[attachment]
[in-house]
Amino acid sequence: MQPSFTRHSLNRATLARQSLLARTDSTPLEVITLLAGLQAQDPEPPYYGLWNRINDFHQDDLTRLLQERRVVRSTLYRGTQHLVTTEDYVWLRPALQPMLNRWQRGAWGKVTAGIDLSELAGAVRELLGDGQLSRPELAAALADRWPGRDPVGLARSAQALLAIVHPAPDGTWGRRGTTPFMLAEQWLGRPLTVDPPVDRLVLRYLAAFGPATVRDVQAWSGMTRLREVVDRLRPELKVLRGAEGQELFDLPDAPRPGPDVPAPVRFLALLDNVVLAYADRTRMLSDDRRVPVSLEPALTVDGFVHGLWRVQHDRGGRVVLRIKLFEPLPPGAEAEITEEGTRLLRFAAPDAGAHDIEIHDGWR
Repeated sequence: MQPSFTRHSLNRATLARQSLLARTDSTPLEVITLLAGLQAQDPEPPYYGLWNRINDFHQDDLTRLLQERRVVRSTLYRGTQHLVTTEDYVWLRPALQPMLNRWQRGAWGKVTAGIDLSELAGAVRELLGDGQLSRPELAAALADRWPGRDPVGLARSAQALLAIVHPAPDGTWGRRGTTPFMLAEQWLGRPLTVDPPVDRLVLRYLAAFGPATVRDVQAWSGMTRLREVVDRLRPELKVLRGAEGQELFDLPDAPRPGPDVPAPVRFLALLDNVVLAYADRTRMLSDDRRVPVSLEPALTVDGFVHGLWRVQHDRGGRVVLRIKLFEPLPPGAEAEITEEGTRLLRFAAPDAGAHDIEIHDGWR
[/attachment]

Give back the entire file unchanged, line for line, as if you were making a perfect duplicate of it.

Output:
[in-house]
Amino acid sequence: MQPSFTRHSLNRATLARQSLLARTDSTPLEVITLLAGLQAQDPEPPYYGLWNRINDFHQDDLTRLLQERRVVRSTLYRGTQHLVTTEDYVWLRPALQPMLNRWQRGAWGKVTAGIDLSELAGAVRELLGDGQLSRPELAAALADRWPGRDPVGLARSAQALLAIVHPAPDGTWGRRGTTPFMLAEQWLGRPLTVDPPVDRLVLRYLAAFGPATVRDVQAWSGMTRLREVVDRLRPELKVLRGAEGQELFDLPDAPRPGPDVPAPVRFLALLDNVVLAYADRTRMLSDDRRVPVSLEPALTVDGFVHGLWRVQHDRGGRVVLRIKLFEPLPPGAEAEITEEGTRLLRFAAPDAGAHDIEIHDGWR
Repeated sequence: MQPSFTRHSLNRATLARQSLLARTDSTPLEVITLLAGLQAQDPEPPYYGLWNRINDFHQDDLTRLLQERRVVRSTLYRGTQHLVTTEDYVWLRPALQPMLNRWQRGAWGKVTAGIDLSELAGAVRELLGDGQLSRPELAAALADRWPGRDPVGLARSAQALLAIVHPAPDGTWGRRGTTPFMLAEQWLGRPLTVDPPVDRLVLRYLAAFGPATVRDVQAWSGMTRLREVVDRLRPELKVLRGAEGQELFDLPDAPRPGPDVPAPVRFLALLDNVVLAYADRTRMLSDDRRVPVSLEPALTVDGFVHGLWRVQHDRGGRVVLRIKLFEPLPPGAEAEITEEGTRLLRFAAPDAGAHDIEIHDGWR